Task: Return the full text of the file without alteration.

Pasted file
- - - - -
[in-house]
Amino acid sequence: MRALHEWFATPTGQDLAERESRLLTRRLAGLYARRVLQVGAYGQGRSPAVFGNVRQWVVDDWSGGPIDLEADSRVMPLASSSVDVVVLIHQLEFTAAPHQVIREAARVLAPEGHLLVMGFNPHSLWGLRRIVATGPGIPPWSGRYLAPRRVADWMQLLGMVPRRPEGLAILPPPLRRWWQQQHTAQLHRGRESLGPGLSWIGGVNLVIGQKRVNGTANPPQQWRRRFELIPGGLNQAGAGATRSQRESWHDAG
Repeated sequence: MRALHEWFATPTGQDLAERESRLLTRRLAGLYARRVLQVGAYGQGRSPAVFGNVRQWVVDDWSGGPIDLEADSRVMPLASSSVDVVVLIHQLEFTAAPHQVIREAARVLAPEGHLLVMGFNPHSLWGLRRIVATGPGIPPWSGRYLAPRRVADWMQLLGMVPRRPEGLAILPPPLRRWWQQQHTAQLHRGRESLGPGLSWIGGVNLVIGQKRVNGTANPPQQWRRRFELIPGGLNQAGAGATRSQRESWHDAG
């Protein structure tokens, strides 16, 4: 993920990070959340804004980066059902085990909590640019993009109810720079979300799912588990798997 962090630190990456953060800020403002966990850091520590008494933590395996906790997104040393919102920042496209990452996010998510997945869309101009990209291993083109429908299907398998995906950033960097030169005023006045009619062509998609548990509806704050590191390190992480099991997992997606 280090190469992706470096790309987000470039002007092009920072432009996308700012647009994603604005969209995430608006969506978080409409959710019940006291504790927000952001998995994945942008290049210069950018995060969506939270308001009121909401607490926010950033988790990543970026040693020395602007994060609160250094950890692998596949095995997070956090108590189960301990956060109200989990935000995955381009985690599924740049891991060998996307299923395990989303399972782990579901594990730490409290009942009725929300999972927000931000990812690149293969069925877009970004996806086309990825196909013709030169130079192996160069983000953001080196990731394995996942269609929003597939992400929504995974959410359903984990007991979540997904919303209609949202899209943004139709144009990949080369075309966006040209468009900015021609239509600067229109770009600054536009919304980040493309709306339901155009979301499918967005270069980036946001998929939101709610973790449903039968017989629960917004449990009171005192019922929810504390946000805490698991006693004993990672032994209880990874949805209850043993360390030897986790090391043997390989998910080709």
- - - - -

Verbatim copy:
[in-house]
Amino acid sequence: MRALHEWFATPTGQDLAERESRLLTRRLAGLYARRVLQVGAYGQGRSPAVFGNVRQWVVDDWSGGPIDLEADSRVMPLASSSVDVVVLIHQLEFTAAPHQVIREAARVLAPEGHLLVMGFNPHSLWGLRRIVATGPGIPPWSGRYLAPRRVADWMQLLGMVPRRPEGLAILPPPLRRWWQQQHTAQLHRGRESLGPGLSWIGGVNLVIGQKRVNGTANPPQQWRRRFELIPGGLNQAGAGATRSQRESWHDAG
Repeated sequence: MRALHEWFATPTGQDLAERESRLLTRRLAGLYARRVLQVGAYGQGRSPAVFGNVRQWVVDDWSGGPIDLEADSRVMPLASSSVDVVVLIHQLEFTAAPHQVIREAARVLAPEGHLLVMGFNPHSLWGLRRIVATGPGIPPWSGRYLAPRRVADWMQLLGMVPRRPEGLAILPPPLRRWWQQQHTAQLHRGRESLGPGLSWIGGVNLVIGQKRVNGTANPPQQWRRRFELIPGGLNQAGAGATRSQRESWHDAG
């Protein structure tokens, strides 16, 4: 993920990070959340804004980066059902085990909590640019993009109810720079979300799912588990798997 962090630190990456953060800020403002966990850091520590008494933590395996906790997104040393919102920042496209990452996010998510997945869309101009990209291993083109429908299907398998995906950033960097030169005023006045009619062509998609548990509806704050590191390190992480099991997992997606 280090190469992706470096790309987000470039002007092009920072432009996308700012647009994603604005969209995430608006969506978080409409959710019940006291504790927000952001998995994945942008290049210069950018995060969506939270308001009121909401607490926010950033988790990543970026040693020395602007994060609160250094950890692998596949095995997070956090108590189960301990956060109200989990935000995955381009985690599924740049891991060998996307299923395990989303399972782990579901594990730490409290009942009725929300999972927000931000990812690149293969069925877009970004996806086309990825196909013709030169130079192996160069983000953001080196990731394995996942269609929003597939992400929504995974959410359903984990007991979540997904919303209609949202899209943004139709144009990949080369075309966006040209468009900015021609239509600067229109770009600054536009919304980040493309709306339901155009979301499918967005270069980036946001998929939101709610973790449903039968017989629960917004449990009171005192019922929810504390946000805490698991006693004993990672032994209880990874949805209850043993360390030897986790090391043997390989998910080709």